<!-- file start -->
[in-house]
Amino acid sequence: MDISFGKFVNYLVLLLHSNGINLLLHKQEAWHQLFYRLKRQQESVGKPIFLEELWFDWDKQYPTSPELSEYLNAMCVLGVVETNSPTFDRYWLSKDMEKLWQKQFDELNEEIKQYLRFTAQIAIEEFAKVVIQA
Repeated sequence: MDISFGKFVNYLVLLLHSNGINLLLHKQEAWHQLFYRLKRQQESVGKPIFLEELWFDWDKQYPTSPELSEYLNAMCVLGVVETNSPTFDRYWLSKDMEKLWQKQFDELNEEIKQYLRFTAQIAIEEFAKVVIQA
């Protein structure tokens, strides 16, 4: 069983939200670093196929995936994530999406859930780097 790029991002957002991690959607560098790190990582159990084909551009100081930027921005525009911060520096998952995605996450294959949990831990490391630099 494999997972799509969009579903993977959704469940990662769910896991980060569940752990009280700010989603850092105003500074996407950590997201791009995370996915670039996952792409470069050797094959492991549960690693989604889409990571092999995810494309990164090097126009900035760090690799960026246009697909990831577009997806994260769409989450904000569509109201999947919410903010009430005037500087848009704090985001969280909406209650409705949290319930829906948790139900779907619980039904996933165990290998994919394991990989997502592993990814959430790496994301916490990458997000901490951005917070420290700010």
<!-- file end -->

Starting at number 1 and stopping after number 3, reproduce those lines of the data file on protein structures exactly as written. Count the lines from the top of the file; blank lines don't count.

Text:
[in-house]
Amino acid sequence: MDISFGKFVNYLVLLLHSNGINLLLHKQEAWHQLFYRLKRQQESVGKPIFLEELWFDWDKQYPTSPELSEYLNAMCVLGVVETNSPTFDRYWLSKDMEKLWQKQFDELNEEIKQYLRFTAQIAIEEFAKVVIQA
Repeated sequence: MDISFGKFVNYLVLLLHSNGINLLLHKQEAWHQLFYRLKRQQESVGKPIFLEELWFDWDKQYPTSPELSEYLNAMCVLGVVETNSPTFDRYWLSKDMEKLWQKQFDELNEEIKQYLRFTAQIAIEEFAKVVIQA